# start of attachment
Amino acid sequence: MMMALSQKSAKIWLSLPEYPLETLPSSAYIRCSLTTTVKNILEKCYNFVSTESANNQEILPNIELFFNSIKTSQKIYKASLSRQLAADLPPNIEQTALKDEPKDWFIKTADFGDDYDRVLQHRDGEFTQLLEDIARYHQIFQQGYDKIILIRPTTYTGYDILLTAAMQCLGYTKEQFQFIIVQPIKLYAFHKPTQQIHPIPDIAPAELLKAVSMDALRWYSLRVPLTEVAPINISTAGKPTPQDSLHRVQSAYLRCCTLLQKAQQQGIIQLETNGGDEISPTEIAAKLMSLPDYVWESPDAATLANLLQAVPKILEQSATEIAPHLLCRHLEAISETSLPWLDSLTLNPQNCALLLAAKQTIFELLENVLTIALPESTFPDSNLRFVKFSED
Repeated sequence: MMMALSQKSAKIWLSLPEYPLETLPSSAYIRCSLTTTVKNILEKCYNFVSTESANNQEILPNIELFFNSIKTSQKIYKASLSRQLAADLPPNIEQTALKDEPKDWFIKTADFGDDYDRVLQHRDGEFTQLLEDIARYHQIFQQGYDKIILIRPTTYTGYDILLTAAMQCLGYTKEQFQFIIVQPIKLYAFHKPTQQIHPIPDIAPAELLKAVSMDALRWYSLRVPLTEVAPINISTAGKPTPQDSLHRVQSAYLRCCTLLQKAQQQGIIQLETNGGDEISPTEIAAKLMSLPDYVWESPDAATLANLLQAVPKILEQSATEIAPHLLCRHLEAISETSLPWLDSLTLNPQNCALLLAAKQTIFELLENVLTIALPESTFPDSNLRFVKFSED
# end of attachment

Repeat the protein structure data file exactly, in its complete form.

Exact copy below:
Amino acid sequence: MMMALSQKSAKIWLSLPEYPLETLPSSAYIRCSLTTTVKNILEKCYNFVSTESANNQEILPNIELFFNSIKTSQKIYKASLSRQLAADLPPNIEQTALKDEPKDWFIKTADFGDDYDRVLQHRDGEFTQLLEDIARYHQIFQQGYDKIILIRPTTYTGYDILLTAAMQCLGYTKEQFQFIIVQPIKLYAFHKPTQQIHPIPDIAPAELLKAVSMDALRWYSLRVPLTEVAPINISTAGKPTPQDSLHRVQSAYLRCCTLLQKAQQQGIIQLETNGGDEISPTEIAAKLMSLPDYVWESPDAATLANLLQAVPKILEQSATEIAPHLLCRHLEAISETSLPWLDSLTLNPQNCALLLAAKQTIFELLENVLTIALPESTFPDSNLRFVKFSED
Repeated sequence: MMMALSQKSAKIWLSLPEYPLETLPSSAYIRCSLTTTVKNILEKCYNFVSTESANNQEILPNIELFFNSIKTSQKIYKASLSRQLAADLPPNIEQTALKDEPKDWFIKTADFGDDYDRVLQHRDGEFTQLLEDIARYHQIFQQGYDKIILIRPTTYTGYDILLTAAMQCLGYTKEQFQFIIVQPIKLYAFHKPTQQIHPIPDIAPAELLKAVSMDALRWYSLRVPLTEVAPINISTAGKPTPQDSLHRVQSAYLRCCTLLQKAQQQGIIQLETNGGDEISPTEIAAKLMSLPDYVWESPDAATLANLLQAVPKILEQSATEIAPHLLCRHLEAISETSLPWLDSLTLNPQNCALLLAAKQTIFELLENVLTIALPESTFPDSNLRFVKFSED